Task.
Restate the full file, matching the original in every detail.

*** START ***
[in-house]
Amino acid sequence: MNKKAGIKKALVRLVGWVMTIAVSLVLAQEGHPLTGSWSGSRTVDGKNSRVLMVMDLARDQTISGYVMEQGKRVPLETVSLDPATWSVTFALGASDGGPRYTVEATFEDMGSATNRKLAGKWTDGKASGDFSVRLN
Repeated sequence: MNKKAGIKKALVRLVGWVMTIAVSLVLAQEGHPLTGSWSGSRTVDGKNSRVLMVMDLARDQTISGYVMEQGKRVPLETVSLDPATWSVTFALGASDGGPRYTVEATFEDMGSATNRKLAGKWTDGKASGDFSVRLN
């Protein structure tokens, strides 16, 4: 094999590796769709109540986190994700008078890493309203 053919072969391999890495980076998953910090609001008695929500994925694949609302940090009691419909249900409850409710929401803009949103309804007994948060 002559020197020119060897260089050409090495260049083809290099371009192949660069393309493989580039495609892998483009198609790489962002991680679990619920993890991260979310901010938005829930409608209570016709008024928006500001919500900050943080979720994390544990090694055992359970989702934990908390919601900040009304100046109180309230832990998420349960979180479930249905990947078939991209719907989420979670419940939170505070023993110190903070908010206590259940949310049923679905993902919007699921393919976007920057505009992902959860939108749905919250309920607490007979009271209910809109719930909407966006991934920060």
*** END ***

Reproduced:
[in-house]
Amino acid sequence: MNKKAGIKKALVRLVGWVMTIAVSLVLAQEGHPLTGSWSGSRTVDGKNSRVLMVMDLARDQTISGYVMEQGKRVPLETVSLDPATWSVTFALGASDGGPRYTVEATFEDMGSATNRKLAGKWTDGKASGDFSVRLN
Repeated sequence: MNKKAGIKKALVRLVGWVMTIAVSLVLAQEGHPLTGSWSGSRTVDGKNSRVLMVMDLARDQTISGYVMEQGKRVPLETVSLDPATWSVTFALGASDGGPRYTVEATFEDMGSATNRKLAGKWTDGKASGDFSVRLN
């Protein structure tokens, strides 16, 4: 094999590796769709109540986190994700008078890493309203 053919072969391999890495980076998953910090609001008695929500994925694949609302940090009691419909249900409850409710929401803009949103309804007994948060 002559020197020119060897260089050409090495260049083809290099371009192949660069393309493989580039495609892998483009198609790489962002991680679990619920993890991260979310901010938005829930409608209570016709008024928006500001919500900050943080979720994390544990090694055992359970989702934990908390919601900040009304100046109180309230832990998420349960979180479930249905990947078939991209719907989420979670419940939170505070023993110190903070908010206590259940949310049923679905993902919007699921393919976007920057505009992902959860939108749905919250309920607490007979009271209910809109719930909407966006991934920060």